This is the last article you can read this month
You can read more article this month
You can read more articles this month
Sorry your limit is up for this month
CHILE’S right-wing President Sebastien Pinera was accused of criminalising the country’s indigenous people on Tuesday when he announced a state of emergency in the Mapuche homeland.
Troops have been deployed to put down protests in the provinces of Malleco and Cautin, where the restrictions are expected to last for at least 15 days,
Locals fearing further state violence have said that “masses of soldiers” are stationed in nearby Concepcion ready to attack.
Mr Pinera sought to justify the state of emergency by alleging that indigenous campaigners were responsible for “repeated acts of violence linked to drug trafficking, terrorism and organised crime committed by armed groups.”
But he provided no evidence to support his claims and the move came days after government forces were accused of killing a human rights lawyer during a march in Santiago.
Denisse Cortes was killed and more than 20 people were injured in the Chilean capital when police attacked Mapuche activists as they rallied on Sunday to demand autonomy and the return of ancestral lands.
Witnesses said that Ms Cortes had been hit in the neck by a tear-gas canister fired by uniformed officers of the notorious carabineros.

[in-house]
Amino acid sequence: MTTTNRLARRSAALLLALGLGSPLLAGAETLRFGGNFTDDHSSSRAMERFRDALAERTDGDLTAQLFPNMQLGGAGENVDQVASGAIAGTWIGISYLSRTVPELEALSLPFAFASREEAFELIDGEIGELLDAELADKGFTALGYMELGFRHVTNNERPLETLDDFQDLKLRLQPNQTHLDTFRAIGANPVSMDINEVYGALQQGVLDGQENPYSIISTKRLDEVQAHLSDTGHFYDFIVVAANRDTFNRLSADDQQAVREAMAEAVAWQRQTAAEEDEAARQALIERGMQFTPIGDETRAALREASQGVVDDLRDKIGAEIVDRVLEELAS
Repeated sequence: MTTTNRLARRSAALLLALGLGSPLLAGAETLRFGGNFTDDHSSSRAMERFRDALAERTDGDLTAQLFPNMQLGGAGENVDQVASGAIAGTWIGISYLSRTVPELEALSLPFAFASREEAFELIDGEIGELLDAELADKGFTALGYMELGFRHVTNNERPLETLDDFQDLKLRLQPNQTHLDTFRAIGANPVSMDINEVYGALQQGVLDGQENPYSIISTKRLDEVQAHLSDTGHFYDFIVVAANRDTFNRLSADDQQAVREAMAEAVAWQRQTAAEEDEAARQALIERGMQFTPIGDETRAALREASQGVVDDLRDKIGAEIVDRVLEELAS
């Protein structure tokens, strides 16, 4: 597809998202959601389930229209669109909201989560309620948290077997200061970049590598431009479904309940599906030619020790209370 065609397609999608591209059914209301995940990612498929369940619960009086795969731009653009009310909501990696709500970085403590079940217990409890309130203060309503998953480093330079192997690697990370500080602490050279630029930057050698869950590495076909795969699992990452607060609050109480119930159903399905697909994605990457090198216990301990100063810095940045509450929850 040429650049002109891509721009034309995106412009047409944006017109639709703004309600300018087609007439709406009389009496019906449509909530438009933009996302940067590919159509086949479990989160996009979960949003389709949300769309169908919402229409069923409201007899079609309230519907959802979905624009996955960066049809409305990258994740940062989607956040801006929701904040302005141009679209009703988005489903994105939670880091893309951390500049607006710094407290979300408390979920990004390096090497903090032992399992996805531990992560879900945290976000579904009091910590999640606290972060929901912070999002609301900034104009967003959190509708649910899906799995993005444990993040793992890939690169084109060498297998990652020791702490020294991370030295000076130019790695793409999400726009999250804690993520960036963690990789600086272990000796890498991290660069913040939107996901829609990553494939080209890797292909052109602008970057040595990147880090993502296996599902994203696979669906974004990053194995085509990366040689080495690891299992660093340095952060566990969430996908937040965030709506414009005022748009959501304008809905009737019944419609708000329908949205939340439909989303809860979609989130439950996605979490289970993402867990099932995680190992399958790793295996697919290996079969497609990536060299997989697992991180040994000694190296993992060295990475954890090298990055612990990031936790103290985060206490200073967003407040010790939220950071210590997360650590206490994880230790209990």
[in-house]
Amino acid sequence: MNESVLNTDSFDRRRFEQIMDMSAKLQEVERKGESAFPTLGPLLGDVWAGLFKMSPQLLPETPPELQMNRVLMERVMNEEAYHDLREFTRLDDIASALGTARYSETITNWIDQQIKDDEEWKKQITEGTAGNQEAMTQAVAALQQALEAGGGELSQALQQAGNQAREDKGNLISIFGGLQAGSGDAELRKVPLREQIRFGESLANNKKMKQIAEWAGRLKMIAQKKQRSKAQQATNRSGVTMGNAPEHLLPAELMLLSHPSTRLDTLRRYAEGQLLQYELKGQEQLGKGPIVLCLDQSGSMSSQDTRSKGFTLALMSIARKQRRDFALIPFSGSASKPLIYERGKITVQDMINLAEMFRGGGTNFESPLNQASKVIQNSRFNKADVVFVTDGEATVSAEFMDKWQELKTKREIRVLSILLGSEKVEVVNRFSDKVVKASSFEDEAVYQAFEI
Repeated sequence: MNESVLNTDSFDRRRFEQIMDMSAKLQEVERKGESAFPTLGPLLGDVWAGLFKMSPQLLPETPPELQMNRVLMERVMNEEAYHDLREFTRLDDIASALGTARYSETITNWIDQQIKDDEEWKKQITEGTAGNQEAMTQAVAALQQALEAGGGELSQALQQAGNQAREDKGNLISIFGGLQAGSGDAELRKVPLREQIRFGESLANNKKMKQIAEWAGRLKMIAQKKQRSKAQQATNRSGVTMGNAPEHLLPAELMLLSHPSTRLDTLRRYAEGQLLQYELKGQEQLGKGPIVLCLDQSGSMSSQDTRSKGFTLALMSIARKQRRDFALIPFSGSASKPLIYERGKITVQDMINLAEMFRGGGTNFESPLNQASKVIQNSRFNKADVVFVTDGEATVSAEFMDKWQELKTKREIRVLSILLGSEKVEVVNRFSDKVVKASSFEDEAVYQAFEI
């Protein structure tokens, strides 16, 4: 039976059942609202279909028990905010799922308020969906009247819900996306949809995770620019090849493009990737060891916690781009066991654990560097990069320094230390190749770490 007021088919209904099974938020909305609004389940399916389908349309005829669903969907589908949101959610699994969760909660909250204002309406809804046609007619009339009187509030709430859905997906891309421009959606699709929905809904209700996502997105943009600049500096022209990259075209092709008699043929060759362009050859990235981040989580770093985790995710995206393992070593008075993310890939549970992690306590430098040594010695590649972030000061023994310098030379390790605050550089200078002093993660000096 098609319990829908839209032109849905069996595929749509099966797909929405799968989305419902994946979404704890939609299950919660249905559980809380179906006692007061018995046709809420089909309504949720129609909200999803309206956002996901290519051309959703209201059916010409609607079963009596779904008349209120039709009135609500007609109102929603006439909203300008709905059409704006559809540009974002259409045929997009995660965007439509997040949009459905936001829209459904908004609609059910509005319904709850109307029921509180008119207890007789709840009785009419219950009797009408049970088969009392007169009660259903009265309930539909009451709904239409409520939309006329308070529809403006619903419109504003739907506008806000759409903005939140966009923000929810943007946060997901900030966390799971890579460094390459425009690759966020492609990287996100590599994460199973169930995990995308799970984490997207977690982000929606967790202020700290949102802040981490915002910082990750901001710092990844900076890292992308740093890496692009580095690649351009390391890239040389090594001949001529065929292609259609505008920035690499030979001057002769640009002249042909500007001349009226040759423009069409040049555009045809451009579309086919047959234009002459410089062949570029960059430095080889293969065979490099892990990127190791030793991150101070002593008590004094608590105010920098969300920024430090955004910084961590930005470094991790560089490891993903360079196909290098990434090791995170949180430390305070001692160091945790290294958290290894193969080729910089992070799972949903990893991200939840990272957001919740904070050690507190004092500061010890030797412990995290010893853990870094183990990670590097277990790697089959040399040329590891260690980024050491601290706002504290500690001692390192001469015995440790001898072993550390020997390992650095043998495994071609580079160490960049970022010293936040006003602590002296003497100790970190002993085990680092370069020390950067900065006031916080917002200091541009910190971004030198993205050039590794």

The Mapuche, who make up about 12 per cent of Chile’s population, say that much of their land has been stolen by logging and mining companies with state backing.
Earlier this year, Mapuche academic Elisa Loncon was elected to lead an assembly that will draft a new constitution.
It is expected that the new charter will officially recognise the country’s indigenous people, Chile being the only Latin American country that fails to do so.
Mr Pinera faces criminal investigations relating to the 2010 sale of the Dominga mining project after details were leaked in the Pandora Papers. Critics say that his move against the Mapuche people is designed to deflect attention from the allegations against him.
You can’t buy a revolution, but you can help the only daily paper in Britain that’s fighting for one by joining the 501 club.
Just £5 a month gives you the opportunity to win one of 17 prizes, from £25 to the £501 jackpot.
By becoming a 501 Club member you are helping the Morning Star cover its printing, distribution and staff costs — help keep our paper thriving by joining!
You can’t buy a revolution, but you can help the only daily paper in Britain that’s fighting for one by become a member of the People’s Printing Press Society.
The Morning Star is a readers’ co-operative, which means you can become an owner of the paper too by buying shares in the society.
Shares are £10 each — though unlike capitalist firms, each shareholder has an equal say. Money from shares contributes directly to keep our paper thriving.
Some union branches have taken out shares of over £500 and individuals over £100.
You can’t buy a revolution, but you can help the only daily paper in Britain that’s fighting for one by donating to the Fighting Fund.
The Morning Star is unique, as a lone socialist voice in a sea of corporate media. We offer a platform for those who would otherwise never be listened to, coverage of stories that would otherwise be buried.
The rich don’t like us, and they don’t advertise with us, so we rely on you, our readers and friends. With a regular donation to our monthly Fighting Fund, we can continue to thumb our noses at the fat cats and tell truth to power.
Donate today and make a regular contribution.